017 – Jealous Of The Birds

Jealous Of The Birds - ein Bandname, der Raum für Interpretationen lässt. Neidisch auf Vögel. Weil sie fliegen können? Weil sie im Winter ins Warme fliegen? Weil sie alle mit einer Singstimme ausgestattet sind? Fragen, die beim Hören der Musik von Jealous Of The Birds relativ schnell völlig irrelevant werden. So ging es mir zumindest, als ich Marrow“, die erste Auskopplung der kommenden EP „Wisdom Teeth“, auf den Kopfhörern hatte. Doch dazu gleich mehr.

Hinter dem Künstlernamen verbirgt sich die nordirische Songwriterin Naomi Hamilton, die bisher ein Album (Parma Violets/ 2016) und eine EP (The Moths Of What I Want Will Eat Me In My Sleep/ 2018) veröffentlicht hat. Beide Platten lassen sich in kein klares Genre packen. Grungige Rocksongs mit schrägen Arrangements geben klassischen Singer-Songwriter Stücken die Klinke in die Hand.

Auch „Marrow“ zeigt dieses Spektrum. Ein beeindruckender, kräftiger Rocksong, mit emotionalem Gesang, der aber auch Platz für Dynamiken und ruhige Stellen lässt. Poetisch schlingert sich Hamilton um die Hindernisse des Lebens und man ist froh, dass man ihr dabei zuhören darf.

Bevor am 01. Februar nun die neue EP „Wisdom Teeth“ auf Hand In Hiveerscheint, veröffentlichte Hamilton letzte Woche die zweite Singleauskopplung „Blue Eyes“ von eben dieser EP.

"Blue Eyes" ist ausgelassener und verspielter als die Vorgänger-Single "Marrow". Mit schrägen Gitarren erinnert der Song an die Golden Indie-Zeiten, wirkt dabei aber keineswegs altbacken. Im Gegenteil. Hamilton selbst beschreibt den Song als eine Feier weiblicher Sinnlichkeit aus der Perspektive einer queeren Frau und erklärt: „Ich finde es sehr stark Weiblichkeit nicht durch den Blick eines Mannes, sondern durch den einer Frau zu beschreiben. Ich habe versucht diese Stärke in die kräftige Instrumentierung, die funky Basslinien und die poppigen Gesangsmelodien zu legen.“ 

("There’s something powerful to me about femininity being self-reflexive as opposed to being expressed through the male gaze. I tried to translate that grit and sass by going for heavier instrumentation, funky bass lines and pop vocal melodies.”)

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1. Neil Young - Philadelphia

I first heard this song from the film by the same name and was stunned. It has such a tender melody and the way Neil Young sings in his higher register really gives it a sense of vulnerability that drives the lyrics.

2. Bonnie ‘Prince’ Billy - I See A Darkness

Goddamn, this song will destroy you. It has a disarming honesty that’s as real as it gets. I’m thankful it exists to give solidarity and understanding to anyone who’s ever experienced that kind of annihilating depression, but with the conviction that there is always still hope.

3. Tom Waits - Take It With Me

This song is essentially a poem set to music. There’s a romanticism and deep melancholy to it that reminds you of every goodbye -- no matter how fleeting or final -- that you’ve ever had to make to your loved ones. Stunning.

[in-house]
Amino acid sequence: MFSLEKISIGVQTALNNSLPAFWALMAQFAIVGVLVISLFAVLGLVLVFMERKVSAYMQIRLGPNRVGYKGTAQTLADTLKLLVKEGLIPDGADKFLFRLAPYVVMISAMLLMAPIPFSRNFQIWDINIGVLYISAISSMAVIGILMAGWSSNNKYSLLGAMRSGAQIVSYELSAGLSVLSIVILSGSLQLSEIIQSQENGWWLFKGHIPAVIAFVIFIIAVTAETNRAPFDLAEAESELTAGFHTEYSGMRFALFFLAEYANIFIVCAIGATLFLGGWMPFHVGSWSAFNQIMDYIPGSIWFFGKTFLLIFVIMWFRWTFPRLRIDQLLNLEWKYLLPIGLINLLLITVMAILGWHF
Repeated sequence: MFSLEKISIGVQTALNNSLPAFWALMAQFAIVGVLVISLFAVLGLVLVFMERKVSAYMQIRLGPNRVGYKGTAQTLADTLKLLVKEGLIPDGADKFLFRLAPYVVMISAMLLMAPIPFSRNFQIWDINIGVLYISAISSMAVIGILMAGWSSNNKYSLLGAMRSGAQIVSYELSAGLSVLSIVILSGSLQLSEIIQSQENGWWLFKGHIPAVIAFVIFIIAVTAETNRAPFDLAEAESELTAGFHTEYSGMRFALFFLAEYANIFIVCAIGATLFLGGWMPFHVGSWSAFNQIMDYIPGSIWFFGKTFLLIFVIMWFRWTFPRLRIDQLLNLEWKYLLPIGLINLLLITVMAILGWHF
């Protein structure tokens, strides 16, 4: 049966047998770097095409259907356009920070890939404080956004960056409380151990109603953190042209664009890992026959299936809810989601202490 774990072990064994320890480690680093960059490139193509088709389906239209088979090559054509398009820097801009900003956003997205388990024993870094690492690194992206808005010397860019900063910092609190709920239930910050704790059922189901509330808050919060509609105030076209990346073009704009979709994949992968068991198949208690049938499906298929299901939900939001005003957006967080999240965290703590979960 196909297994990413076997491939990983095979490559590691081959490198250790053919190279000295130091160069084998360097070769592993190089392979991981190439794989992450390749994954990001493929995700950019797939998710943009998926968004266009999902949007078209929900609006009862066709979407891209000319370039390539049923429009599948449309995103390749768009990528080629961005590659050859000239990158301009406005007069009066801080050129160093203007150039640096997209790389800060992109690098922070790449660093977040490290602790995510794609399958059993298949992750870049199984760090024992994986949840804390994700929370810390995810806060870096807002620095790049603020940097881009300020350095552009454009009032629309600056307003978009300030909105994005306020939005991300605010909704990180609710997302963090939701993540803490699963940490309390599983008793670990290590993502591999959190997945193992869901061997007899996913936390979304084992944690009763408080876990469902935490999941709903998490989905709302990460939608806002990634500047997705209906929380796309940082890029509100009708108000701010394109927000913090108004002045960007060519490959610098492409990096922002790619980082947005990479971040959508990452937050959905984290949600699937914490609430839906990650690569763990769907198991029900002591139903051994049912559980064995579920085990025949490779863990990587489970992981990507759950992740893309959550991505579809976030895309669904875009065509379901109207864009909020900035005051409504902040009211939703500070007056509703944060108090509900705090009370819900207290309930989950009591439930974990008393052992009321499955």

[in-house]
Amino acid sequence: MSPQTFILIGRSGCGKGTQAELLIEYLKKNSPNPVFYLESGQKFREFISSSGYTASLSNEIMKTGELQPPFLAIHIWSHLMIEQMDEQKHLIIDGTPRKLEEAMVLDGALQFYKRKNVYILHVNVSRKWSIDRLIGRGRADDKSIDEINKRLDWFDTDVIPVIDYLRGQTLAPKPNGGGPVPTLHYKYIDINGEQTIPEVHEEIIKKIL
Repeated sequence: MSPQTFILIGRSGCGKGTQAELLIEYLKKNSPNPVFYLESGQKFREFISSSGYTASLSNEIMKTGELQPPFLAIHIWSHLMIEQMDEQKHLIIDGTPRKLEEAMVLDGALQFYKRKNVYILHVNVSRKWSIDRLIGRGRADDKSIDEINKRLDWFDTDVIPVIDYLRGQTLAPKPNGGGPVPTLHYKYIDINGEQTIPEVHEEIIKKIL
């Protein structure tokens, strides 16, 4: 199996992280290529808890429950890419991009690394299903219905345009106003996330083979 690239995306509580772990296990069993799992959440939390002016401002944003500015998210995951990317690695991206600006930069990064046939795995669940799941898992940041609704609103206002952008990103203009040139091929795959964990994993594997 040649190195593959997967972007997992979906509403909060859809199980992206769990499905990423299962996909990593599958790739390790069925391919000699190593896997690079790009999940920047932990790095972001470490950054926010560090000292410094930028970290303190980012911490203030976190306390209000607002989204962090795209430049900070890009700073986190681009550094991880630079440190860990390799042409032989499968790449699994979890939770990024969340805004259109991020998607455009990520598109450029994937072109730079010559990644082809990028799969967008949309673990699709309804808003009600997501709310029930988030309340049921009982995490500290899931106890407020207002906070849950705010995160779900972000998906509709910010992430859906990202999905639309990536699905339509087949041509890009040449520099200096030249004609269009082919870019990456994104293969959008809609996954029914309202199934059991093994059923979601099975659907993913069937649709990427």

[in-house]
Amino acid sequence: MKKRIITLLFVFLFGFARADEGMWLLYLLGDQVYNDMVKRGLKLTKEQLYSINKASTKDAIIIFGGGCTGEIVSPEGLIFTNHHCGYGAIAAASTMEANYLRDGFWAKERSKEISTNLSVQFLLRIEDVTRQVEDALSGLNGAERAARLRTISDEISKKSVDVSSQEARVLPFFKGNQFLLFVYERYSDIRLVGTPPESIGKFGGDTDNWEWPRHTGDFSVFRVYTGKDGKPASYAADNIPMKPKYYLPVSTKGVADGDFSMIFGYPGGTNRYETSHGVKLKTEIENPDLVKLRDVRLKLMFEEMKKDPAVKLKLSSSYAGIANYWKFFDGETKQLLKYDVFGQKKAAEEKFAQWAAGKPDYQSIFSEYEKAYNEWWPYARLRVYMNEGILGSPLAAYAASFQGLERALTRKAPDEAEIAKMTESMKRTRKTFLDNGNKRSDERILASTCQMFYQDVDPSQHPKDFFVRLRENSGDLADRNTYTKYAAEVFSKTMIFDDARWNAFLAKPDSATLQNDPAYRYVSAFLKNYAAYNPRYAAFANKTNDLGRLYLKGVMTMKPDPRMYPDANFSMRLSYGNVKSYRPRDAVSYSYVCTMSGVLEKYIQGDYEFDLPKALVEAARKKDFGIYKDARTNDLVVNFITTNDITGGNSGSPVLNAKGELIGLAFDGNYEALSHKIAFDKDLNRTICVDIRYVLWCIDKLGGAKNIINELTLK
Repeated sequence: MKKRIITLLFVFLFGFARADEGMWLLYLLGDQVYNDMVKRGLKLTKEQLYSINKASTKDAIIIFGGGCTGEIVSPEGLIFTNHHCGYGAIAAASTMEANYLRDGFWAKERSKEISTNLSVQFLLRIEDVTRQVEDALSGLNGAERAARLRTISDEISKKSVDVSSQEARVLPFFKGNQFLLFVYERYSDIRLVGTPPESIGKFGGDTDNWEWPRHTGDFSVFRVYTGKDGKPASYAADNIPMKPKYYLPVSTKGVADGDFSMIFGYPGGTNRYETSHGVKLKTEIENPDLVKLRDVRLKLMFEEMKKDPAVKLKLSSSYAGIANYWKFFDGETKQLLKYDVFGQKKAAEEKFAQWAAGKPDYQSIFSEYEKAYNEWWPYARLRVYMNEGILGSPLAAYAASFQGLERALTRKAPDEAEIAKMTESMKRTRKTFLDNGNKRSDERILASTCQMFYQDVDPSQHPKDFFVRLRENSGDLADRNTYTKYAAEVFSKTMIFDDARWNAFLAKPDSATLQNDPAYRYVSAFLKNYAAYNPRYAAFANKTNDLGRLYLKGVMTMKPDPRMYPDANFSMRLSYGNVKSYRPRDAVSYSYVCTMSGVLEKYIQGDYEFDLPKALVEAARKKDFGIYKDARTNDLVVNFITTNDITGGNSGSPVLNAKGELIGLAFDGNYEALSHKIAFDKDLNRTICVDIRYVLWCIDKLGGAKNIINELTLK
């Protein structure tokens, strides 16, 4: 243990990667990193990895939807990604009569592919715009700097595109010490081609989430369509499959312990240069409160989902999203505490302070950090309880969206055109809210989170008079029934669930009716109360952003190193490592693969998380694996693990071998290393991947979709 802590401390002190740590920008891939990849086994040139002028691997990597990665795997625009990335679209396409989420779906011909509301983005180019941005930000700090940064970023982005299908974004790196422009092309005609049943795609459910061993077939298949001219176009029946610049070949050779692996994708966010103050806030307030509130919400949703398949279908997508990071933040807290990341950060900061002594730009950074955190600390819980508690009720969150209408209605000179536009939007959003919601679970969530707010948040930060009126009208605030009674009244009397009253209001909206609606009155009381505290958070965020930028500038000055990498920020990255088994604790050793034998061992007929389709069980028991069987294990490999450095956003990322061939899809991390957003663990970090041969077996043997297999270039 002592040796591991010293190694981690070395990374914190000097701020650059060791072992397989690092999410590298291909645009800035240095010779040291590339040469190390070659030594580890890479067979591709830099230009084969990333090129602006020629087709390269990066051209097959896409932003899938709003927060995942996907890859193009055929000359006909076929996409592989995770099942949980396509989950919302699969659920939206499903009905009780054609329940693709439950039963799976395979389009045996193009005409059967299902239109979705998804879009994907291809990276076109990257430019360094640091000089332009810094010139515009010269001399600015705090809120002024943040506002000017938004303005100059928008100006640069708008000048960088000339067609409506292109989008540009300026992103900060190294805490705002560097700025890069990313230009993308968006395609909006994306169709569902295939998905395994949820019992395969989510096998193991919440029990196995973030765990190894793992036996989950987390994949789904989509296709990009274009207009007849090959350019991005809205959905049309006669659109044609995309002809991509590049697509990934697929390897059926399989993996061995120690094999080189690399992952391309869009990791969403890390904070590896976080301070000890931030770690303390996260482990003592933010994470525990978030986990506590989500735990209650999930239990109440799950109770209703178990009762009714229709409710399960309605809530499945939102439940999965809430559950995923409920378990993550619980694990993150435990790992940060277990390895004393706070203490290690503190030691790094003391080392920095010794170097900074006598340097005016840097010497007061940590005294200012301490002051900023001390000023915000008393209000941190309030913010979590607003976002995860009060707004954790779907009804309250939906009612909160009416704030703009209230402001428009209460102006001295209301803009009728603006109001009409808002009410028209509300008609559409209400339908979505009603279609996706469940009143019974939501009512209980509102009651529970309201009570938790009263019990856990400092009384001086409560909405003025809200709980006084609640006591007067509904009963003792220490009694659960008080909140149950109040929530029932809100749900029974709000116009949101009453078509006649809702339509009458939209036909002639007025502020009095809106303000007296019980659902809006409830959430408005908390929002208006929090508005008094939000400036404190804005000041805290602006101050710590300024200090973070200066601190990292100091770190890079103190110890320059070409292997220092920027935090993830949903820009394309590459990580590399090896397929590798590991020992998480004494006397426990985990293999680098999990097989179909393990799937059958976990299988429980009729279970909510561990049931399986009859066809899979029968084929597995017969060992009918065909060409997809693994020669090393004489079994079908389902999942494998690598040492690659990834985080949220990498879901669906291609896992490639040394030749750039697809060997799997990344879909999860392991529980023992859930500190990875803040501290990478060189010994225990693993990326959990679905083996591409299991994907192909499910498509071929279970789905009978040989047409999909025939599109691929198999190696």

4. Leonard Cohen - Avalanche

Oh man, this is probably Leonard Cohen as his most dark and acerbic. The guitar line just keeps rolling over and over you like heaps of snow. He comes with all his shadow, melancholy, bitterness and accusations. In short, the song’s five minutes of catharsis

5. Nirvana - Something In the Way

The closest thing to a dirge Kurt Cobain ever wrote. Infamously written about the time Kurt ran away from home and slept under a bridge in his hometown of Aberdeen, the song is full of loneliness, alienation and the innocence of a kid trying to navigate those feelings.

6. Billie Holiday - My Man

(This version in particular: ​https://www.youtube.com/watch?v=IQlehVpcAes​ )

Only Billie Holiday could sing this song with so much depth and conviction. The first time I heard this particular version was off an old ‘Billie Holiday Sings the Blues’ vinyl I bought one autumn. It’s so self-aware and yet self-punishing all at once.

7. Angel Olsen - Unfucktheworld

Such a beautifully vulnerable song. I love how it taps into this idea of feeling your dreams and identity slowly becoming annihilated in loving someone else to the point where “​I have to look out too. / I have to save my life. / I need some peace of mind.”

8. Joni Mitchell - Little Green

This song was written about Joni Mitchell’s daughter who she gave up for adoption. Every time I hear it I stop in my tracks. There’s just so much tenderness, pain, love and poetry intertwined in both this song and entire ‘Blue’ record.

9. Charles Mingus - Moanin’

This song captures being miserable in style. All the moaning and groaning of life’s daily grind in one cacophonous place. Pop it on and get swept up for eight minutes.

10. Elliott Smith - Between the Bars

One of Elliott Smith’s finest songs. He always tuned a full step down on guitar and so many of his songs have this darker moodier tone to them that’s perfectly captured here. It’s incredible the intensity and intimacy he could create with so few elements.